Anne displays her fanciful and unshakable imagination yet again in pretending with Diana that the woods between their houses are haunted. There is nothing scary about these woods, but Anne simply decides that she wants them to evoke a particular emotional reaction. Because she believes so strongly in this fantasy, she actually alters her perception of reality. Though she herself has created the idea that the woods are scary, she nevertheless comes home nervous with fright. This ability to get lost in fantasy and think creatively about the world differentiates Anne from Marilla, who initially cannot even fathom that Anne could be useful at Green Gables.
Chapter Challenge: 21-24
While reading Anne of Green Gables last night, I got to thinking about other fictional female red heads. Some of them are the most endearing characters ever written. Here are 10 more of my favorite fictional red heads. If you can think of any that I missed, please feel free to post them on this thread!
James Alan McPherson, the first black man to win a Pulitzer Prize for fiction, is born in Savannah, Georgia.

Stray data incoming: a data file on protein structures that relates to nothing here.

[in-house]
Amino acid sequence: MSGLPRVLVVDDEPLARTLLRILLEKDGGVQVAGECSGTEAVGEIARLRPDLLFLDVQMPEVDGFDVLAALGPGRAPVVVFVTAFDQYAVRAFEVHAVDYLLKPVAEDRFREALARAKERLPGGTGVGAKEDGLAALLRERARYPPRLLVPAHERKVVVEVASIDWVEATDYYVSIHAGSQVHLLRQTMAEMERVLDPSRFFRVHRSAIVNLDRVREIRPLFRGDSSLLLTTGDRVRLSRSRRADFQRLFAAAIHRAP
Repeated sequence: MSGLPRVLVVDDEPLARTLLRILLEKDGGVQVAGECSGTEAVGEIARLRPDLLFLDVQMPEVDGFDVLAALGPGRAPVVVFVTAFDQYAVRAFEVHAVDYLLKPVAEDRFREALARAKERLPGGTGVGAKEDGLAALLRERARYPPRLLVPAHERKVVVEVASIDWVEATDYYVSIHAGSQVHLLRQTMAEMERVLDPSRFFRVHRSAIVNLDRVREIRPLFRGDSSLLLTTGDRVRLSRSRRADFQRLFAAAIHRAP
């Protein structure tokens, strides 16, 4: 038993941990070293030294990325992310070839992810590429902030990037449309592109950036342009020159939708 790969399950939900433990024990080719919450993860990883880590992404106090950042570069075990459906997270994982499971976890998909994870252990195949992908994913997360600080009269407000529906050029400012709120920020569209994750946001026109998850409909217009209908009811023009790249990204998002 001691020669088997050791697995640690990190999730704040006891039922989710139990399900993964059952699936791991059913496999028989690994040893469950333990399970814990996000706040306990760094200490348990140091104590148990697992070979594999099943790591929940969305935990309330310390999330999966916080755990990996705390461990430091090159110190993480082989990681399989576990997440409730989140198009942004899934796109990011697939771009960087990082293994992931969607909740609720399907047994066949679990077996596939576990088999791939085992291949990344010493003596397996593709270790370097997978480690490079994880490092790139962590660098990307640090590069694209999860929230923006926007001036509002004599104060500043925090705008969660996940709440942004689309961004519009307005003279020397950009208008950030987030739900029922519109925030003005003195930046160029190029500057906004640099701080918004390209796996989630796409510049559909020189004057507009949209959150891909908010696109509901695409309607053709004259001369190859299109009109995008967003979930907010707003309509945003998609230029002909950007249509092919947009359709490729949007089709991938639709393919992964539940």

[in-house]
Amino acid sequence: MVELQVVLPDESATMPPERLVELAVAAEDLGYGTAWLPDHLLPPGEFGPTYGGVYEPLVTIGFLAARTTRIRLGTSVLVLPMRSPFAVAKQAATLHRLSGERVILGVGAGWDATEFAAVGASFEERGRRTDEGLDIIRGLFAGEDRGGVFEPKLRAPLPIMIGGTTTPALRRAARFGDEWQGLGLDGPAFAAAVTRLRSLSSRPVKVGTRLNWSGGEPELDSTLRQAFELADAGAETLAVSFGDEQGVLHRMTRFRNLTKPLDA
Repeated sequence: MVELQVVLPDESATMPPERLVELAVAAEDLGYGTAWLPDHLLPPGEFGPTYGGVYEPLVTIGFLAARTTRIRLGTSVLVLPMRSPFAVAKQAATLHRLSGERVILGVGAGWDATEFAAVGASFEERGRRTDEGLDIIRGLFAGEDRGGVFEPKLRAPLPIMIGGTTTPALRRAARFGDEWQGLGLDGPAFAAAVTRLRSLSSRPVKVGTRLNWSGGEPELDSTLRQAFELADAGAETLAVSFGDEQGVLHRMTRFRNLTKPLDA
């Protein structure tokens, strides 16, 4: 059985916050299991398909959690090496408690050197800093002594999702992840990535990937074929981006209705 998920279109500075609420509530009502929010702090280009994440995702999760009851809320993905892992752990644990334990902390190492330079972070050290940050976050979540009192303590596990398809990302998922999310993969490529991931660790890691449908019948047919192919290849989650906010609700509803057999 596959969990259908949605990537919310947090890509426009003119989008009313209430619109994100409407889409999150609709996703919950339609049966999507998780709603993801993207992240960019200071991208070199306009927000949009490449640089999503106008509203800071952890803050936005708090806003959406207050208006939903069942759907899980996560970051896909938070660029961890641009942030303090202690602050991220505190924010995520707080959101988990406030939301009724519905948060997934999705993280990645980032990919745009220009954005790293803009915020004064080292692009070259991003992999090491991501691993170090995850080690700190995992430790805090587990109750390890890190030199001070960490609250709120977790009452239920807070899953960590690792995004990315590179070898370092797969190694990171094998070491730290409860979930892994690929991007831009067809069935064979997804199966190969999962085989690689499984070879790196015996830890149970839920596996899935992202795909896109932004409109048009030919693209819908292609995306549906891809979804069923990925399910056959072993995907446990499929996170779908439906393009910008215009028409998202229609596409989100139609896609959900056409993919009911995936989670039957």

McPherson overcame the crushing poverty of his childhood and ultimately attended Harvard Law School. At age 25, he entered a short story contest sponsored by The Atlantic and won. The following year, he became a contributing editor to the magazine. In 1969, his first collection of short fiction, Hue and Cry, appeared. McPherson became a writing teacher, working at Morgan State University in Washington, D.C., and later at University of Virginia. His second story collection, Elbow Room, was published in 1977 and won the Pulitzer Prize the following year. McPherson was the first black man to win the Pulitzer Prize for fiction. He also won a $192,000 MacArthur “genius” grant and a Guggenheim Fellowship.
Despite his success, McPherson’s life began to unravel. His interracial marriage collapsed, and a bitter custody battle over his daughter followed. A favorite student killed himself. McPherson spent a year teaching at the Iowa Writers’ Workshop but stopped publishing his work. More than 20 years passed before he published his next book, Crabcakes, a memoir about his journey to Japan to escape the burden of racism.
It is my belief that cats are simply the smartest creatures we choose to spend our life with. They are independent and just when I think I have ours figured out they go ahead and throw a wrench into the deal. This, I think, is why I find this YouTube video so hilarious. It’s just so typically cat! Enjoy.